Leigh Blackall said...

A 4th consideration is that I have connected it to mains pressure, reduced to 500Kpa. 500Kpa heated may be compromising the pipe also... not sure how to work out the pressure, I think it is Volume x Temp... but again, no leaks indicated on the meter...?

Jude said...

By the time Kerry has finished mulling the idea and is ready to start you will have ironed out all the hitches!! That is why we call you action man!!
It has so many possibilities...

Leigh Blackall said...

talked with water monitors in the Ecology Faculty of UC. They couldn't think of anything that would be generating the smell and thought it impossible that the pipe is breathing. They suggested flushing the system as it might simply be something in the new pipe that needs cleaning. They also suggested that I might have accidentally scooped horse poo into the pipe and it was stuck in the restricting end, generating the smell.. Finally, if I thought it was the HDPE giving off an acid, I should test it with bicarbonated soda. If it is acid, there will be a gas reaction when the bicarb is added. I will try thins, although since rebuilding the pile, I've notice the smell has dropped considerably.. might just be new pipe smell... more videos getting added to the playlist as I go...

marc said...

marc torrades
i am a french gardener,we use to keep outside geranium under cold frame and we use a similar method with cow manure. the cold frame were sitting on trench in the ground ( 1,30meter wide, 0.60meter deep, 5meter long). the external temperature in winter are much colder than provence, in february it could -20Centigrade for 3 weeks, and this sytem would provide enough heat to the plants to survive with no frost damage. we use thick cow manure because the horse manure burn to fast, we call in french the "coup de feu" when the highest heat would start, with the horse manure this could reach easily 90degree centigrade even higher but with cow one only 70 degree but it would give it for a longer time. i never try with wood. keep the good work.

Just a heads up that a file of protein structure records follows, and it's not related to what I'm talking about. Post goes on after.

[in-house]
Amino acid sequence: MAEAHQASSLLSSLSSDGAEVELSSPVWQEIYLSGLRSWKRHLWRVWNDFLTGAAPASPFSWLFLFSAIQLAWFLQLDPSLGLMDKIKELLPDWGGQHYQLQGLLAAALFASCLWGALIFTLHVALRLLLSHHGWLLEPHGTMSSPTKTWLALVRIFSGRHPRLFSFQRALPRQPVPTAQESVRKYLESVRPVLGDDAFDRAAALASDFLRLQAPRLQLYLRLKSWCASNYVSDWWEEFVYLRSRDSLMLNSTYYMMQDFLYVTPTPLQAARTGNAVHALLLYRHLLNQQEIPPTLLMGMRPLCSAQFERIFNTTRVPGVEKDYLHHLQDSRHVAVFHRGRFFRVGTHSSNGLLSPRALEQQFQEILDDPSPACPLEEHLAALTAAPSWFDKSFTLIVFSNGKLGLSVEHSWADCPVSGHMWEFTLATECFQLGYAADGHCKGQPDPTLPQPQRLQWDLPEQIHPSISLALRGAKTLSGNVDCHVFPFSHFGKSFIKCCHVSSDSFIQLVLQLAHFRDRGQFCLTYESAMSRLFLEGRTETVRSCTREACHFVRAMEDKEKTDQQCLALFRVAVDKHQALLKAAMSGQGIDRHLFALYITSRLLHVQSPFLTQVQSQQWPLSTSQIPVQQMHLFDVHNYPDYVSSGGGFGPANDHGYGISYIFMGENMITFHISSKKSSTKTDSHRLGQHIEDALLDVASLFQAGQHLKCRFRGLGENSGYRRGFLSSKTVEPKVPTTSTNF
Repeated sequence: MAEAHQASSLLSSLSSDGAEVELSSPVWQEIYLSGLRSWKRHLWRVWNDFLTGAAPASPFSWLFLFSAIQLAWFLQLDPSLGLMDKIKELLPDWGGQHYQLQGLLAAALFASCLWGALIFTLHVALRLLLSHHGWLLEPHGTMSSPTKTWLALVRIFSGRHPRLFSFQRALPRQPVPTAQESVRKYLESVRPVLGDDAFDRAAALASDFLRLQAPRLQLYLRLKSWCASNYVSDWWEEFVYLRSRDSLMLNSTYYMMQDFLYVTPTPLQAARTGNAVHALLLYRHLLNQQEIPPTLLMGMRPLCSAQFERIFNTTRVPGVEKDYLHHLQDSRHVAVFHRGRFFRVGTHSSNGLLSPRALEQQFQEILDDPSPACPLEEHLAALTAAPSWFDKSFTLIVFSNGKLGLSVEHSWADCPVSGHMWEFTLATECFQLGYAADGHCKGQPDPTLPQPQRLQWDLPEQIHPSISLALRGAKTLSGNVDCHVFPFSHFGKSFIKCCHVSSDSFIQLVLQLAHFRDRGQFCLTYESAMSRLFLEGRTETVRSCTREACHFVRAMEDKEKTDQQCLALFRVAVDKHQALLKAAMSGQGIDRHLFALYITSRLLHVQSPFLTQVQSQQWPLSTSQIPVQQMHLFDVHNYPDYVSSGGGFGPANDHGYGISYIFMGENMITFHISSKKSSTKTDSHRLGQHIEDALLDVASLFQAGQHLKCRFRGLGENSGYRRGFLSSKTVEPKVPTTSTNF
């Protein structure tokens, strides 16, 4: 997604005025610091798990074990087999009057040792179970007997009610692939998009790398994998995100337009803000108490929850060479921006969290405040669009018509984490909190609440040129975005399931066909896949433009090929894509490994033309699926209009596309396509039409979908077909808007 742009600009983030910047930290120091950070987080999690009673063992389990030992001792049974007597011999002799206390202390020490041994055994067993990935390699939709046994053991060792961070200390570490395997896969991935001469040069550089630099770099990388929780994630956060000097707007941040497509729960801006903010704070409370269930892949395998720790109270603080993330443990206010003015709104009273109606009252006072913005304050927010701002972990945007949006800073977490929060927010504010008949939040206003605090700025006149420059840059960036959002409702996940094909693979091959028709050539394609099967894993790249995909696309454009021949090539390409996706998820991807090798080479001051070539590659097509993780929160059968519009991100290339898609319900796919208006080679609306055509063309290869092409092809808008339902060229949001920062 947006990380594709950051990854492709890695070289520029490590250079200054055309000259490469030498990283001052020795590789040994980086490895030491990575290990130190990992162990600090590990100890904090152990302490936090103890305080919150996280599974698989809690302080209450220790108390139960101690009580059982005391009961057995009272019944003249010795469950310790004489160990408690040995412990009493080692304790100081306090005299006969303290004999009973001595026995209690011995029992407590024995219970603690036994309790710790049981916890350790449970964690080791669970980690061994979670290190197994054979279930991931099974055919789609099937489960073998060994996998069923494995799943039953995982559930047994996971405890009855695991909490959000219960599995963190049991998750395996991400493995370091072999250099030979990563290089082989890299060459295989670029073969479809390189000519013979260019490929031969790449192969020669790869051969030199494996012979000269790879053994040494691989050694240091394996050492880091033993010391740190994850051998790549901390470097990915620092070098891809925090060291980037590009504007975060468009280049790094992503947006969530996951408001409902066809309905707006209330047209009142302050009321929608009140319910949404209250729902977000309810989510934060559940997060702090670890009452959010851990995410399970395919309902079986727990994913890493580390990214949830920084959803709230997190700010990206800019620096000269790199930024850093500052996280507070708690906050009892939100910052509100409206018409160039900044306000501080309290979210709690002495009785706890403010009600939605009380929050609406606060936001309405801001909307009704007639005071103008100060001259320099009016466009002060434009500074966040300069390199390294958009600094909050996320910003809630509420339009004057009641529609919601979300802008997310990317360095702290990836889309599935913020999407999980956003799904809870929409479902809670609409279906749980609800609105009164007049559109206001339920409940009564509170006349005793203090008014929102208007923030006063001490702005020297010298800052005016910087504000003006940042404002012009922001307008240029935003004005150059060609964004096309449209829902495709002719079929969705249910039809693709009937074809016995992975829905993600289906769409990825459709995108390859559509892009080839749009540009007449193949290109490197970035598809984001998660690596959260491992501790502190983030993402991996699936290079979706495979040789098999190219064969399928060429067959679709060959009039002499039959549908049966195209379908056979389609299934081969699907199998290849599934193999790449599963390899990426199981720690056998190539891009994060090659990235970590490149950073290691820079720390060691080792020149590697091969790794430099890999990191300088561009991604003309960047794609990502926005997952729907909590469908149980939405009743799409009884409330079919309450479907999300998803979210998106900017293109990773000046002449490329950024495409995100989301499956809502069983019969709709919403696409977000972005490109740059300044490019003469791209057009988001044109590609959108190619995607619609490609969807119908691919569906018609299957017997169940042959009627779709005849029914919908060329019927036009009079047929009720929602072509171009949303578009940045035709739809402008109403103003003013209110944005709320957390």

i would interested when you make methane. good luck with it

Leigh Blackall said...

Hi Marc, many thanks for that advice. I will remix again but this time try and find cow manure. Horse is easier because there is a race track nearby.. cow might be a little harder, I'll look for a milking shed. The woodchips added makes it a little harder to get the heat. I think I need to mix it 2 parts manure, to 1 part woodchips. Theory being the woodchips will help keep it hotter for longer. Will attempt methane then too. Have started a Rocket Stove Thermal Fire project too

Leigh Blackall said...

Update on the compost hot water system. A comment on Youtube tells me to use B Plex pipe. I think more likely, I will use about 10metres of coper pipe connected to an insulated storage tank. Am getting ready to try this in winter.

Poly pipe said...

You also know how to make people rally behind it, obviously from the responses taking time and real effort to make a good article!!

Stephane Brazeau said...

I`m nearly completed my own Jean Pain heat compost system. I placed an old uninsulated 40 gal tank in the middle of my 15 ft wide pile, and is now at 5 ft high. I figure I still need another 5 ft on top to finish it. I`m getting luke warm water out of it right now. I`m using 3/4, 75 psi poly pipe at the intake and 100 psi at the outake. I did not use a coil system and I`m not sure if that will be a mistake. My intension is to insulate the pile using straw bales straight to the top. I`ve insulated the intake and outake using standard foam pipe insulation and will also box it in with straw bales. I will also put rat traps just in case it attracks them. I`m not at the methane level yet. Our zone is 5b. Sorry I don`t know what URL means.

Leigh Blackall said...

I hope your approach works Stephane! Coils are a big hassle. Can you show us photos? Please come back here when you're finished and let us know how it goes.